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Production of distilled water for ships use - The evaporation process

Requirement of sea water distillation systems
Distillation is the production of pure water from sea water by evaporation and re-condensing. Distilled water is produced as a result of evaporating sea water either by a boiling or a flash process. This evaporation enables the reduction of the 32000 parts per million of dissolved solids in sea water down to the one or two present in distilled water. The machine used is called an 'evaporator', although the word 'distiller' is also used.



Boiling process

Sea water is boiled using energy from a heating coil, and by reducing the pressure in the evaporator shell, boiling can take place at about 60°C. The sea water from the ship's services is first circulated through the condenser and then part of the outlet is provided as feed to the evaporation chamber .

Hot diesel engine jacket water or steam is passed through the heater nest and, because of the reduced pressure in the chamber, the sea water boils. The steam produced rises and passes through a water separator or demister which prevents water droplets passing through. In the condensing section the steam becomes pure water, which is drawn off by a distillate pump. The sea water feed is regulated by a flow controller and about half the feed is evaporated. The remainder constantly overflows a weir and carries away the extra salty water or brine. A combined brine and air ejector draws out the air and brine from the evaporator.


Boiling process evaporator

Fig:Boiling process evaporator


Flash process

Flash evaporation is the result of a liquid containing a reasonable amount of sensible heat at a particular pressure being admitted to a chamber at a lower pressure. The liquid immediately changes into steam, i.e. it flashes, without boiling taking place. The sensible heat content, water pressure and chamber pressure are designed to provide a desired rate of evaporation. More than one stage of evaporation can take place by admitting the liquid into chambers with progressively lower pressures.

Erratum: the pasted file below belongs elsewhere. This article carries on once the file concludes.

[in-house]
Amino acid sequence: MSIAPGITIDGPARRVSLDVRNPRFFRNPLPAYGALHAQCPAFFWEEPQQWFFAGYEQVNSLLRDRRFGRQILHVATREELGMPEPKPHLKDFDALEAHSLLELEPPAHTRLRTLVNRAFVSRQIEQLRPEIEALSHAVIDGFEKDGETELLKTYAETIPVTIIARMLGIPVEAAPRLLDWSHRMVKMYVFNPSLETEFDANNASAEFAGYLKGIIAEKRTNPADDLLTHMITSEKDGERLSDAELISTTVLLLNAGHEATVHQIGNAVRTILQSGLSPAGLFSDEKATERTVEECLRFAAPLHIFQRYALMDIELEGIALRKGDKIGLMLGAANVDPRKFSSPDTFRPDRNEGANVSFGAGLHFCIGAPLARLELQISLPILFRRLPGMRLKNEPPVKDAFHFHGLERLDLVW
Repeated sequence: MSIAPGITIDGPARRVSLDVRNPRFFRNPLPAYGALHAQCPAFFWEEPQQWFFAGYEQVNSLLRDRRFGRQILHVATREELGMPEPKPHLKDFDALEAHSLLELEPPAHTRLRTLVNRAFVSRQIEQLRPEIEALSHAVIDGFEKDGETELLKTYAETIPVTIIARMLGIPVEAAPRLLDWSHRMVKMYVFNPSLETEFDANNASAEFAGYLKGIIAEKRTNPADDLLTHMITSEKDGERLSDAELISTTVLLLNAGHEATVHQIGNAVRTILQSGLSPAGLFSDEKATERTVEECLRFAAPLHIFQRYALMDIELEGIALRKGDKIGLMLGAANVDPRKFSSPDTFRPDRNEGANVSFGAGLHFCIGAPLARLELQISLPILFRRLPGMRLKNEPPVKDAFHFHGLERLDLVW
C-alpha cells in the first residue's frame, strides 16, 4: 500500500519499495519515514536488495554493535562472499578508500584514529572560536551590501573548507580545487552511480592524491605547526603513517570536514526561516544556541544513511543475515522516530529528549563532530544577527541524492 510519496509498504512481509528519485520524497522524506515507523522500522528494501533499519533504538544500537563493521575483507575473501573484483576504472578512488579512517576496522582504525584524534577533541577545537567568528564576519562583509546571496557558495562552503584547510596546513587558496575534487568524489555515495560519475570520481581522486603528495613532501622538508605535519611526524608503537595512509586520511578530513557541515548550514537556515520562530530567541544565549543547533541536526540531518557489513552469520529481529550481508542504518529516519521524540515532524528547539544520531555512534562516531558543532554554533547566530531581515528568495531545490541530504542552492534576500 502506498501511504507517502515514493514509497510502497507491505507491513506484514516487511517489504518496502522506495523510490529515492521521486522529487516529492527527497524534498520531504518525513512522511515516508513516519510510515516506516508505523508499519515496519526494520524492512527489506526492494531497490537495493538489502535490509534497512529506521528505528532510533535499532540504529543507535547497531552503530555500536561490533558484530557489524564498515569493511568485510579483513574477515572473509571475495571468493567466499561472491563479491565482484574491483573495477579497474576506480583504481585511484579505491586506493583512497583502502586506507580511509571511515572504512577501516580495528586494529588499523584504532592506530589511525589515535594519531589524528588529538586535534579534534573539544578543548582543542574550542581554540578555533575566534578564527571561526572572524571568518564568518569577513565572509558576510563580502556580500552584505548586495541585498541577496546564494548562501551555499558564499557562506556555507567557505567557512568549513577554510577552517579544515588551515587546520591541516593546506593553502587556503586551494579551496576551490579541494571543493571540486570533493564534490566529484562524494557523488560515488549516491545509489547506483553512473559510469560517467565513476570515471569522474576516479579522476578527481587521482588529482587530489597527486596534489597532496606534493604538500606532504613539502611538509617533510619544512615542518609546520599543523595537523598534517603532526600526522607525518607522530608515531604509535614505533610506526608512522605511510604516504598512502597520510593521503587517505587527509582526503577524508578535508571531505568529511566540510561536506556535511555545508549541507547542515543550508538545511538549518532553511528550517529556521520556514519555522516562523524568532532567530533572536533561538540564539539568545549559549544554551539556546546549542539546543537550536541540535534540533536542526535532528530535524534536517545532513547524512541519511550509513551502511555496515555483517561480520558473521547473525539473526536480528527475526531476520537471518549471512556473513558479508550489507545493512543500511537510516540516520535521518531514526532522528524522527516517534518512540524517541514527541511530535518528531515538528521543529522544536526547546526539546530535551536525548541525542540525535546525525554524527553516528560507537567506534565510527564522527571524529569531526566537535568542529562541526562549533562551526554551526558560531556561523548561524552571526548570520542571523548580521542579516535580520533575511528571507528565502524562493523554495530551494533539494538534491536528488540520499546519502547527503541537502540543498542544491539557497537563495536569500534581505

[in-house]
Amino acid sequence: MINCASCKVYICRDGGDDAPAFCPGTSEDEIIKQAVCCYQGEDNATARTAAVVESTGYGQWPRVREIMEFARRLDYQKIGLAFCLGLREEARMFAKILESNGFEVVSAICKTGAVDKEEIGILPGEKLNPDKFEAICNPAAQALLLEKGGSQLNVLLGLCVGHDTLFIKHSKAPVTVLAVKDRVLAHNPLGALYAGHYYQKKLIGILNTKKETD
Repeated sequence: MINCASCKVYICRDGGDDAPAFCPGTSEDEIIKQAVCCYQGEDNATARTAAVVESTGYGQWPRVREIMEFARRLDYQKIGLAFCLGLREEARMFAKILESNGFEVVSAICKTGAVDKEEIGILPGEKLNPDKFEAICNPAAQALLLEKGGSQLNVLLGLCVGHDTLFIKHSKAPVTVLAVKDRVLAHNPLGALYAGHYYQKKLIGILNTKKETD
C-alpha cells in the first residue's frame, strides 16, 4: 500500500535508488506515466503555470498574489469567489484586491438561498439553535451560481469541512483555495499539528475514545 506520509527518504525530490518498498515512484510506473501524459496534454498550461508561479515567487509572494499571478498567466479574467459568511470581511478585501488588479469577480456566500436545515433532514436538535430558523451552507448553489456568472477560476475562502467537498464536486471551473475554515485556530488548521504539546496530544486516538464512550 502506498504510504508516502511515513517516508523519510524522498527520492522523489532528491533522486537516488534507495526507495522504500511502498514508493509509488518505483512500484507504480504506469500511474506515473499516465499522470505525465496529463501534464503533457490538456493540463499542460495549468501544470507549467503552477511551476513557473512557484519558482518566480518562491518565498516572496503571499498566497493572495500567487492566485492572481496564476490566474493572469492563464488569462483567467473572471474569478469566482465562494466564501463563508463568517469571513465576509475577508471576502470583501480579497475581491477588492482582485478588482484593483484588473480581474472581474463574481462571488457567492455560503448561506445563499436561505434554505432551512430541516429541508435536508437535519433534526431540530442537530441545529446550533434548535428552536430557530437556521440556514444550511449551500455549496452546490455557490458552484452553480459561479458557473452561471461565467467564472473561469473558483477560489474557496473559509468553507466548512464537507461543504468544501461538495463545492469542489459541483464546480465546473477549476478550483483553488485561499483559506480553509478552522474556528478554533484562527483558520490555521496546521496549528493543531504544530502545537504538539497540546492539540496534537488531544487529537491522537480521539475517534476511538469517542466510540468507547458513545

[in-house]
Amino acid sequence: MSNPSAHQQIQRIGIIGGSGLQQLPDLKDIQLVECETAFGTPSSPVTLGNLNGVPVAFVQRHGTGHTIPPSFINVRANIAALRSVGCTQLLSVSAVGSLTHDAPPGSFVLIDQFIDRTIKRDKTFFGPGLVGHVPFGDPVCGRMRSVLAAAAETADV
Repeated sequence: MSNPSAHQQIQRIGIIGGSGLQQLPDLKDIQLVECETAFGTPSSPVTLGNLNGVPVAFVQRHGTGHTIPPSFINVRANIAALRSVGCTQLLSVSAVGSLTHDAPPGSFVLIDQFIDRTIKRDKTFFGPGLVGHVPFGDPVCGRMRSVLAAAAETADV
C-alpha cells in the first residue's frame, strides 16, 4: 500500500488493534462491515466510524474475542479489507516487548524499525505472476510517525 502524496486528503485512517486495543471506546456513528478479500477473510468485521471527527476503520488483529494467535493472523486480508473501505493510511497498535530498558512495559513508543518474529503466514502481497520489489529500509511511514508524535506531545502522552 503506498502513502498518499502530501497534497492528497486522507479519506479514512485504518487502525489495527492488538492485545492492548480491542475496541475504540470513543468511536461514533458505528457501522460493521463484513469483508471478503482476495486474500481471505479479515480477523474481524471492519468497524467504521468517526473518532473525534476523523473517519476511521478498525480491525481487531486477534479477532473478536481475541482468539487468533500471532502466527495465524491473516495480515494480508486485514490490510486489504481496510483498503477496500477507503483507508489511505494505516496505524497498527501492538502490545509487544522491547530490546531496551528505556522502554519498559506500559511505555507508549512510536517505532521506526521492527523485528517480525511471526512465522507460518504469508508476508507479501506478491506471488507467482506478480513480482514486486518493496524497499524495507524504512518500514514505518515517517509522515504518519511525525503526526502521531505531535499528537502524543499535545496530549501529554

Two stage flash evaporator

Fig:Two stage flash evaporator


A two-stage flash evaporator is shown in Figure . The feed pump circulates sea water through the vapour condensers and the preheater. The heated sea water then passes to the first-stage flash chamber where some of it flashes off. A demister removes any water droplets from the steam as it rises and is then condensed in the first-stage condenser. The heated sea water passes to the second-stage flash chamber, which is at a lower pressure, and more water flashes off. This steam is demisted and condensed and, together with the distilled water from the first-stage, is drawn off by the distillate pump.

The concentrated sea water or brine remaining in the second-stage flash chamber is drawn off by the brine pump. The preheater uses steam to heat the sea water and most of the latent heat from the flash steam is returned to the sea water passing through the condensers. An air ejector is used to maintain the low pressure in the chambers and to remove any gases released from the sea water.


Maintenance

During the operation of evaporating plants, scale will form on the heating surfaces. The rate of scale formation will depend upon the operating temperature, the flow rate and density of the brine. Scale formation will result in greater requirements for heating to produce the rated quantities of distilled water or a fall-off in production for a fixed heating supply.

Cold shocking, the alternate rapid heating and cooling of the tube surfaces, for a boiling process type, can reduce scale build-up. Ultimately, however, the plant must be shut down and the scale removed either by chemical treatment or manual cleaning.


Evaporators

The working density of evaporators should not be allowed to rise above the manufacturer’s recommendation. Feed water regulators and brine ejection equipment must be kept in good working order. When the evaporator is in use it must be treated with the selected scale retarding chemical. The treatment is to be continuous rather than in "slug" form and is to conform to the supplier’s dosage rates.


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